Why We Can No Longer Separate Race From Marketing

You may dismiss it as tokenism, but showing the diverse face of your brand is the first step in the systemic change we all need to make.

It’s noticeable that fashion advertising campaigns since the summer have featured more – and sometimes even 100% – models from Black, Asian or Mixed Ethnic backgrounds. Cynics may see this as a case of closing the stable door not only after the horse has bolted but left the farm altogether. But perhaps now isn’t the time for cynicism.

Yes, by changing the skin color of the models in your ads, there is a danger of being accused of tokenism or virtue signalling rather than addressing more deeper-rooted and systemic problems. But that isn’t a reason not to do it: simply that it’s the first step in trying to redress the balance, not the end goal.

One (non white) casting director we spoke to – who preferred not to be named – highlighted the issue in disarmingly basic terms. ‘Look – people are asking me to cast Black and Asian models, when they didn’t necessarily before. And I’m glad about that. It means they acknowledge there’s a perception problem with their brand. But for me, the real problem is – who are the people talking to me and commissioning these ads? The vast majority of them are still white.

Until the racial make-up of the people calling the shots starts to change, you’re really just papering over the cracks, rather than addressing the real problem with diversity in the industry.’

In these cases, it’s easy of course to point the finger – to accuse high-profile individuals and brands of not doing enough. Instead, let’s look at some positives. Amongst the current campaigns, one of the highlights has been Ralph Lauren’s pictures of racially diverse families on the catwalk (including a 4-page print gatefold that opened British Vogue’s ‘Activism’ issue). Ralph Lauren has a proud history of championing inclusivity and multiplicity in its visual interpretations of the American Dream. Given that the brand’s sartorial roots lie in a preppy (and, let’s face it, WASP-y) Ivy League look, it’s refreshing to see the conscious steps it has historically made to ensure the faces representing the brand aren’t all white. Dating back to the high-profile use of Tyson Beckford as lead model in the 1990s, Ralph Lauren has always presented the all-American ideal as one that isn’t dominated by white culture.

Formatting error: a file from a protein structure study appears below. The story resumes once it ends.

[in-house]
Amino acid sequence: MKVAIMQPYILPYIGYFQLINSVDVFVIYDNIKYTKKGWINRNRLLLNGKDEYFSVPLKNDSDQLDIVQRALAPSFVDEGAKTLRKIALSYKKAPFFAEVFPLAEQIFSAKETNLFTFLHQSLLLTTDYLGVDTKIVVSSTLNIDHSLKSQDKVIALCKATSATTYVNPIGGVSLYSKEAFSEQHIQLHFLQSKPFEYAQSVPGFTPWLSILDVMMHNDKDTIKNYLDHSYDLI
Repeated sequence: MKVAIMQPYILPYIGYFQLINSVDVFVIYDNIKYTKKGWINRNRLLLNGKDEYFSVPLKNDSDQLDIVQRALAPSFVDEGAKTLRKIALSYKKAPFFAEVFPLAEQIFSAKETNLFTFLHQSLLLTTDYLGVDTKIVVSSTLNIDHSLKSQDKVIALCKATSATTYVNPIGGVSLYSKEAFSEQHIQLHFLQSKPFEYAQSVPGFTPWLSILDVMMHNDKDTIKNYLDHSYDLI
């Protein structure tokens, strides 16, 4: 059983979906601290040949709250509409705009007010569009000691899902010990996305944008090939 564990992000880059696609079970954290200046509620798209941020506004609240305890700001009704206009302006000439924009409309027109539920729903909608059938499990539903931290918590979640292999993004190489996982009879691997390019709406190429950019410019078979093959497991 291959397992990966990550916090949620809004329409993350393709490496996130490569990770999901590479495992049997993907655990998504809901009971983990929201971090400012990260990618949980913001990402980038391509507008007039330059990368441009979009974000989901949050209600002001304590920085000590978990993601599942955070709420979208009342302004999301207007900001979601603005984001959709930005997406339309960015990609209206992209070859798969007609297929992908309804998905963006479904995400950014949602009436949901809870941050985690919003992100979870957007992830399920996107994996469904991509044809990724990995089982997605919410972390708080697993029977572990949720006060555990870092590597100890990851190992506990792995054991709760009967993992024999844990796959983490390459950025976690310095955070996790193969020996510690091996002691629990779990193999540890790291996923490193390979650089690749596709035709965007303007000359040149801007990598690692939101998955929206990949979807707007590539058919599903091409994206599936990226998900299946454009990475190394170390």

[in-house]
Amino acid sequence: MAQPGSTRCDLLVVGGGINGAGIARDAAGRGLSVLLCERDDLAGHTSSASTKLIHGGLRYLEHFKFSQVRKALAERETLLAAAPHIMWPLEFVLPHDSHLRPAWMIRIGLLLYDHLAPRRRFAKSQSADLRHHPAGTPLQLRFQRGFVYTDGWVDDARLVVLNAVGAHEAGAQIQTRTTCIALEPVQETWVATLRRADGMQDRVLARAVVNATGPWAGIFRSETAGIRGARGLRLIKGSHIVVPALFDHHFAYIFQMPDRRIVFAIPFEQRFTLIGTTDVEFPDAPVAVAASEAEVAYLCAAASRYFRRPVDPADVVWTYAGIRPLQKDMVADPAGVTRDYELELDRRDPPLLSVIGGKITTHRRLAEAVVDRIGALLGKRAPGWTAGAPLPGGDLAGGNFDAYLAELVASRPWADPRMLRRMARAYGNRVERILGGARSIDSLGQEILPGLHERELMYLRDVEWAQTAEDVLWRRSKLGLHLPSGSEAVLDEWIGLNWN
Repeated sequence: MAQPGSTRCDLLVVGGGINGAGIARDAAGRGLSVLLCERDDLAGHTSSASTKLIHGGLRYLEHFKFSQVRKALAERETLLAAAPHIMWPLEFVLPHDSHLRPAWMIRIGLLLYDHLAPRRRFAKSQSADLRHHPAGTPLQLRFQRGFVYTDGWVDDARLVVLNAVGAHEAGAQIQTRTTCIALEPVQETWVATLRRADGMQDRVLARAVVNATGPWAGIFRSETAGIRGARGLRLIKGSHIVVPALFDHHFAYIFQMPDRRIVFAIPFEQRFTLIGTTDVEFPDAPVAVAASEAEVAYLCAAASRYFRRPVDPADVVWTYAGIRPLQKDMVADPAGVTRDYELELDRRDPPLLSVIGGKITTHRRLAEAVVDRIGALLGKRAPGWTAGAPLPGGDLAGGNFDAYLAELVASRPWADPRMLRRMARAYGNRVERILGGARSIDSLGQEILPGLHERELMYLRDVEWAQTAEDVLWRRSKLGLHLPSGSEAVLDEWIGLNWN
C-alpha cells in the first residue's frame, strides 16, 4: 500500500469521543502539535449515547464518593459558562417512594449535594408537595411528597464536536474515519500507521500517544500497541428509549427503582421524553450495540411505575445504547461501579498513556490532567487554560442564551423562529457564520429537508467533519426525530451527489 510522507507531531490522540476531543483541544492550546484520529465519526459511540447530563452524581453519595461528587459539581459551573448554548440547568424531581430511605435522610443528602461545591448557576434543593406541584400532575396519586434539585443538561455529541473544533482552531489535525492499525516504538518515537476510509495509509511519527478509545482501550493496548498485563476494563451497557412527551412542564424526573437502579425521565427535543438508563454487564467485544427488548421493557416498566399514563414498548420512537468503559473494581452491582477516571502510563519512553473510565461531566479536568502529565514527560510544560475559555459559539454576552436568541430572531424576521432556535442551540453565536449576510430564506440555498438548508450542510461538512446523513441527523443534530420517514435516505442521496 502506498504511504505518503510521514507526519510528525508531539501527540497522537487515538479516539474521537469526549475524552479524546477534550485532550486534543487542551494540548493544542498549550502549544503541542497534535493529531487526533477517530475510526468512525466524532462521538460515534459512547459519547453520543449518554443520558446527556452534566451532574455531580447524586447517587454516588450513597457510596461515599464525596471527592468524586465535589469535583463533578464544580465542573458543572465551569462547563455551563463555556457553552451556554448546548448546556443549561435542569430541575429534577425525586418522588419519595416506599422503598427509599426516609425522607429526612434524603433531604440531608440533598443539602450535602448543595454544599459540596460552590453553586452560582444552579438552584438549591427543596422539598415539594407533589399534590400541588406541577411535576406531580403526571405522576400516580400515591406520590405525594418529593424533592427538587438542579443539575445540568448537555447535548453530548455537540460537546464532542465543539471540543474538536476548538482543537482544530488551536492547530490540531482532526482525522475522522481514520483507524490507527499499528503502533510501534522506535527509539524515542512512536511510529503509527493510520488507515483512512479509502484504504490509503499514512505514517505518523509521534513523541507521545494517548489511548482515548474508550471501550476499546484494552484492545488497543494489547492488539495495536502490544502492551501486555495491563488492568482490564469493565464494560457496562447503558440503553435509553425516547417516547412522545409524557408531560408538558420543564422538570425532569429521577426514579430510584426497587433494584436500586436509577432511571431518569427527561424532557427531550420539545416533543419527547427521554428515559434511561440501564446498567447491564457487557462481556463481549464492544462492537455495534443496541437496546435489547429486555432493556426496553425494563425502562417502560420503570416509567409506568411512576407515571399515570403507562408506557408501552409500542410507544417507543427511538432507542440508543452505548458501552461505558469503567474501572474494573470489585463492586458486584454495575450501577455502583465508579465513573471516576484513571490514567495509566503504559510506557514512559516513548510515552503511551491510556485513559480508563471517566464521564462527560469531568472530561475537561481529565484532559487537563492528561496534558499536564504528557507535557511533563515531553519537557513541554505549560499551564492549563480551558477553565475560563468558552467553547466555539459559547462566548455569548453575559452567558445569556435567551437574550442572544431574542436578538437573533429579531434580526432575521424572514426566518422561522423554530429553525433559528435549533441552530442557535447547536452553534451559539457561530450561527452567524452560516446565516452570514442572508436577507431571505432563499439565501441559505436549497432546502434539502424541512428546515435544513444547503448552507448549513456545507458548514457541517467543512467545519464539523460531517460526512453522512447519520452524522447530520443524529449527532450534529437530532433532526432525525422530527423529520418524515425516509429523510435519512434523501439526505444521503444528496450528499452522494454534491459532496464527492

Again – we are talking surface level aesthetics here. Real change isn’t made through who you put on your billboards (however much of a symbolic signifier that may be in terms of a brand’s culture) – what really matters is who you have in your boardroom; who greets the customers in the store; who manages those stores; and how they interact with customers of different backgrounds. And here, there are plenty of high-profile instances over the years where Ralph Lauren has been found lacking. An infamous 2002 report in the Wall Street Journal identified numerous anecdotal cases (most of them dating back to the late 90s, but several more contemporary) of African American and other non-white staff being belittled, passed over for promotion and more.